“OSHINO Electronics Estonia is a good example of the importance of the role of the local manager and mutual trust in foreign investment,” says Riina Leminsky, Invest Estonia’s Director of Business Development in Germany. She recalled that when the Germans (OSHINO’s R&D center for Europe is located in Nuremberg, Germany) were seeking a supplier in the region in the early 2000s, they came to Pärnu mainly by chance.
“Although their first prototype failed, the good chemistry between directors Ingvar Kuusk and Karl Pensli was decisive. The Germans’ initial goal was to outsource to the parent company. But as a result of the quality, the qualifications of the employees and the proactive approach of the Estonian management, there were more and more opportunities for Estonians to come up with their own solutions and have a say in product development,” says Leminsky. She added that Estonia’s strengths are primarily in electronics and software solutions, and the Germans’ in design.
The first failure that brought the dream customer
Ingvar Kuusk, who was awarded this year’s Order of Merit of the City of Pärnu for his contribution to the development of the electronics industry, recalls how it all started. 20 years ago, there were only 5-7 people on the second floor of the old police school building in Paikuse, near Pärnu, burning with desire to start producing electronics. The only thing missing was a dream client. To find it, letters were sent to Estonian embassies in Europe in the hope that an entrepreneur or investor would find them. At one point, the head of OSHINO’s German unit came to visit them for 15-20 minutes to assess the situation. Some time later, a parcel arrived from Germany with the product and production instructions; it was then put into production. “We knew right away that the first batch had gone wrong. There was also a letter from OSHINO that it went bad, but also a new package with new instructions. We realised, it was serious,” Kuusk says.
The second time, everything was done right, and the factory became an OSHINO subcontractor. However, the Estonian unit was still looking for a strategic investor and the production was sold to the Finns. Within a few years, the number of employees increased from five to 120 and a new modern factory was built in Pärnu. However, the company, which had been called Paitec Elektroonika, was then again sold – this time, to the Swedish electronics producer NOTE.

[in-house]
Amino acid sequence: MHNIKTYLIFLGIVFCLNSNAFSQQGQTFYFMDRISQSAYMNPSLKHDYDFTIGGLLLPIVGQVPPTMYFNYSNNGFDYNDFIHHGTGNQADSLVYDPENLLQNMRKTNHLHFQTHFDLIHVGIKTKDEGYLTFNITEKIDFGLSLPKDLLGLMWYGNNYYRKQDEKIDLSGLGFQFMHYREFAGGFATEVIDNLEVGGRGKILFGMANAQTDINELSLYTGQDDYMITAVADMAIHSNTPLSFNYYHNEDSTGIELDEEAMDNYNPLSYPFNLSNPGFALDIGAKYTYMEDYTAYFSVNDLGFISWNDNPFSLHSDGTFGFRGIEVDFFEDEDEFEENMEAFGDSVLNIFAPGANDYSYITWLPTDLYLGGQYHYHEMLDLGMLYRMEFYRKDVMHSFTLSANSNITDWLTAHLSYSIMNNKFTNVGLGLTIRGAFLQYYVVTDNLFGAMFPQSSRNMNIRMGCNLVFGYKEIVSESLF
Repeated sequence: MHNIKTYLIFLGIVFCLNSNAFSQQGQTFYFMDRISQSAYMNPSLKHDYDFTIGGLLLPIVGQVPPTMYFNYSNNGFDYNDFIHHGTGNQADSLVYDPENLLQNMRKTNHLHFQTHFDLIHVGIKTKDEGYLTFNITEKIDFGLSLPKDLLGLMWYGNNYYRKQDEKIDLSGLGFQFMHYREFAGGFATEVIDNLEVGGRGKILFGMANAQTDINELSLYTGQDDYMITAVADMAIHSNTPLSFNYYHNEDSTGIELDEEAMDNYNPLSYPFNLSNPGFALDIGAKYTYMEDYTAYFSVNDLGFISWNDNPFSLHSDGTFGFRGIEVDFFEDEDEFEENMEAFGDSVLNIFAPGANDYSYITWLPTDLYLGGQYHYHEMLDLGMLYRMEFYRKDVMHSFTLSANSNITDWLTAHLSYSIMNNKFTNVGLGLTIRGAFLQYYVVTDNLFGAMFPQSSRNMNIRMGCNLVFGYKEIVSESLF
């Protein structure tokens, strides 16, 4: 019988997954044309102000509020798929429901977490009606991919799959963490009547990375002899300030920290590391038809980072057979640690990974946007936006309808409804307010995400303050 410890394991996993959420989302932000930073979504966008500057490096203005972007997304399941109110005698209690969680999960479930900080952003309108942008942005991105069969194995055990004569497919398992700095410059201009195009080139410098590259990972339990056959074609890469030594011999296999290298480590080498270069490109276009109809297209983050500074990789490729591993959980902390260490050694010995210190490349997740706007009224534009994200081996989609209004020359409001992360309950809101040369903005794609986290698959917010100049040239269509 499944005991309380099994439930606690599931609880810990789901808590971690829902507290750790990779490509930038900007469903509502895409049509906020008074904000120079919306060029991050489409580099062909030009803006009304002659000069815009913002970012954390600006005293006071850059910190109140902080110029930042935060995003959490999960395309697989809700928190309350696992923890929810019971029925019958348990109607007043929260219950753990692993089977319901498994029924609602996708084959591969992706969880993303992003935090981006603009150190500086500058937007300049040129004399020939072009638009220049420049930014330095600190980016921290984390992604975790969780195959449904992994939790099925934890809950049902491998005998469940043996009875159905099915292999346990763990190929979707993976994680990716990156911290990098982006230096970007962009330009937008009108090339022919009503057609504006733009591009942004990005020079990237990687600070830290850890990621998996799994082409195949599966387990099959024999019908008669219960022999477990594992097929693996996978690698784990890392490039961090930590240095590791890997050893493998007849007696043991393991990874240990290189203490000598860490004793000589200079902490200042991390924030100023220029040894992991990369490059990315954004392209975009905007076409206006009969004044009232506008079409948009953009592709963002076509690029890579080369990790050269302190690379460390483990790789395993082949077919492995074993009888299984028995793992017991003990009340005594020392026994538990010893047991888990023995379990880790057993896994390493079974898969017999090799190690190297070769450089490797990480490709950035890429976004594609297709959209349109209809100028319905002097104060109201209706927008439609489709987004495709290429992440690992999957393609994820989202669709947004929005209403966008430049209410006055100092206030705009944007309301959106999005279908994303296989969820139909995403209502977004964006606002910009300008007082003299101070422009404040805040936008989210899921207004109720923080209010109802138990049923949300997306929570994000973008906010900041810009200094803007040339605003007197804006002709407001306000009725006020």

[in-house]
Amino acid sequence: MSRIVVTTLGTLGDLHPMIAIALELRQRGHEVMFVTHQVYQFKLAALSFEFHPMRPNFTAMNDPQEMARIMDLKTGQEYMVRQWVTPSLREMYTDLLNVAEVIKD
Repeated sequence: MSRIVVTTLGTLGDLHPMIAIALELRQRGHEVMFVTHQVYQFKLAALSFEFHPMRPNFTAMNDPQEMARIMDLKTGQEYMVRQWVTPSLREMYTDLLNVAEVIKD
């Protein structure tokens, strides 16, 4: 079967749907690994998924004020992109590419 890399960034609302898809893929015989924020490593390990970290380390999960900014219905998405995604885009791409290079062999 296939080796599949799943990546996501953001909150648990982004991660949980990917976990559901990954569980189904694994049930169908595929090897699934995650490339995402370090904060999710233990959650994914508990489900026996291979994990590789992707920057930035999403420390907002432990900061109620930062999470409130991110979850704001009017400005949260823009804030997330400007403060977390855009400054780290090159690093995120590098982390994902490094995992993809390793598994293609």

OSHINO, however, was still interested in establishing itself in Pärnu and so Kuusk and Pensl started again in 2005. The company has now expanded to 3,600 square metres and employs nearly 70 people. The factory is one of the reasons, the Japanese ambassador visits Pärnu from time to time.
OSHINO Electronics Estonia is as well known and respected in its field as Estonian-founded Skype or Wise in the IT world. The company develops 99.9 per cent of its products for the British, German and, of course, Japanese car industries. Although they are primarily known for providing lighting solutions to the automotive industry, this currently accounts for only 30-40 per cent of OSHINO Electronics Estonia’s production portfolio, explains Kuusk. In addition to interior lighting solutions for cars, the company is developing electronic products for saunas, bus ticketing systems, parcel robots, and electric chargers.
Estonians have a courage to take the initiative and start innovating
“It’s quite typical for industrial investments to start with simpler solutions to gain the trust of the parent company in order to get involved in product development and offer its own solutions afterwards,” Leminsky explains. At the same time, she says, local leaders must also have the courage to be proactive and demonstrate the competence and capacity of their team to the headquarters. “Germans are often positively surprised by Estonians’ ingenuity and willingness to evolve and take on new challenges,” adds Leminsky.
“My day-to-day job is to approach the parent companies and, in cooperation with the Estonian side, encourage them to bring more competence to Estonia, to cooperate with local companies and universities,” Leminsky explains and states that she is available and ready to help local businesses when needed.
Kuusk confirms that the Estonian government has been very helpful. At the beginning of the COVID-19 pandemic, when the automotive industry was one of the first to be hit, the Estonian state came to the rescue and helped keep people employed. Last year, OSHINO Electronics Estonia was awarded the gold level of the final Family Friendly Employer label. The company underwent a comprehensive programme lasting nearly two years that has made their working environment more family and employee friendly than before.
Furthermore, OSHINO Electronics Estonia’s production has been upgraded with the help of EU grants. “We made our biggest investments in 2021,” Kuusk notes, seeing a bright future for the company in Pärnu.
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